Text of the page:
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Posted inNews

Brooklyn Museum Posts Archive of 1st Fans Twitter Art

The Brooklyn Museum has posted an archive of its 1st Fans Twitter art. The Twitter Art Feed was a benefit for @brooklynmuseum‘s 1stfans (formerly @1stfans) members from December 2008 to December 2010. The feed featured tweets by contemporary artists every month, including Joseph Kosuth, Tracey Moffatt, Mike Montiero, Duke Riley, and names familiar to social media art fans, such as An Xiao, Man Bartlett, Lauren McCarthy, Nina Meledandri, and Joanie San Chirico.

Posted inOpinion

Trending: #Hashtag Event Names

Pitchfork, the inveterate hipster music site, recently announced plans for a music festival in New York City named #offline. Social media is great and all, but the sudden popularity of names that begin with the Twitter hashtag-indicating # are starting to be mildly annoying, however niche it is. Just remember it started in the art world! (Alright, maybe tech was first)

Posted inArt

Why are iPhone Polaroids so Popular?

You may have seen it on your friend’s Facebook pages or the screen of a mobile phone, on a Twitter image service or a Tumblr blog. An aesthetic rash has been plaguing popular photography as of late, but it’s not a new one. A slew of iPhone ‘Polaroid’ applications are turning people’s visual diaries into retro, oversaturated documents of social lives, friends and lovers. But what makes these applications so popular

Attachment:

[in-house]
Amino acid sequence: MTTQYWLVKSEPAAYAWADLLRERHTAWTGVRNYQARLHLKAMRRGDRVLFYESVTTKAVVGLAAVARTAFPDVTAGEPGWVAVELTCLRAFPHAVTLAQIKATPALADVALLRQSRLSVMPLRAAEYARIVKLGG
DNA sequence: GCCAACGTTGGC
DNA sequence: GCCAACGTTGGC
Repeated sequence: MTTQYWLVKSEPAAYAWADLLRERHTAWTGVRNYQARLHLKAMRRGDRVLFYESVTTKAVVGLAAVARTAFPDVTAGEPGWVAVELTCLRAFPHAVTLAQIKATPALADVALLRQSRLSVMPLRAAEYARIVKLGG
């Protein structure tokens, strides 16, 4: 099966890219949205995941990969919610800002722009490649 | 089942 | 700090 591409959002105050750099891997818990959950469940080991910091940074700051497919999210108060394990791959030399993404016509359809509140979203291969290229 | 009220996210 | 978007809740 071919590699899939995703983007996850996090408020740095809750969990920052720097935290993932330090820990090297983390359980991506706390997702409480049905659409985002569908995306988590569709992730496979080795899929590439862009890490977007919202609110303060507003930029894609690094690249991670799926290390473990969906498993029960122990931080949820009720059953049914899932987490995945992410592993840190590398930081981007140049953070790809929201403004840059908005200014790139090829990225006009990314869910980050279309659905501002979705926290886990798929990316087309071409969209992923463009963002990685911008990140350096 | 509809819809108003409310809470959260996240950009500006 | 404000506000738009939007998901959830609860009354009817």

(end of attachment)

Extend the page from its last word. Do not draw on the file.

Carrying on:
Posted inArt

Evolving Rules: When Bloggers Battle (Paddy Johnson vs. Marc Schiller)

At times, the blogosphere can feel like a miniaturized version of academia. With so many voices competing over authority and pulling readers this way and that, fights are bound to break out. Just like any serious punditry, bloggers have healthy disagreements over what they cover as well as how they cover it — the etiquette of the developing world of online media. The recent spat between online art world figures Marc Schiller and Paddy Johnson is a perfect case study.

Posted inNews

“All Your Tweet Are Belong to Us” — @librarycongress

First MoMA acquires “@” and now the Library of Congress (aka @librarycongress) is acquiring every tweet since March 2006. It’s always great to see institutions look past the monetary value of things and elevate the bonds we all share. So, next time someone luddite asks you “Who do you think is interested in what you had for breakfast?” You can confidently respond, “The Library of Congress, asshole!”

Posted inOpinion

Footnotes on Ai Weiwei & China’s Great Firewall

Chances are if you’ve been following art news in the past few weeks, you’ve seen the name Ai Weiwei. Ai’s been all over the place lately, having a public conversation with Twitter CEO Jack Dorsey, getting interviewed on CNN about the role of social media in Chinese politics, and documenting recent artist protests in Beijing. The artist was even announced as the eleventh commission for the London Tate Modern’s Turbine Hall installation series, a run of exhibitions featuring such luminaries as Doris Salcedo, Rachel Whiteread and Olafur Eliasson.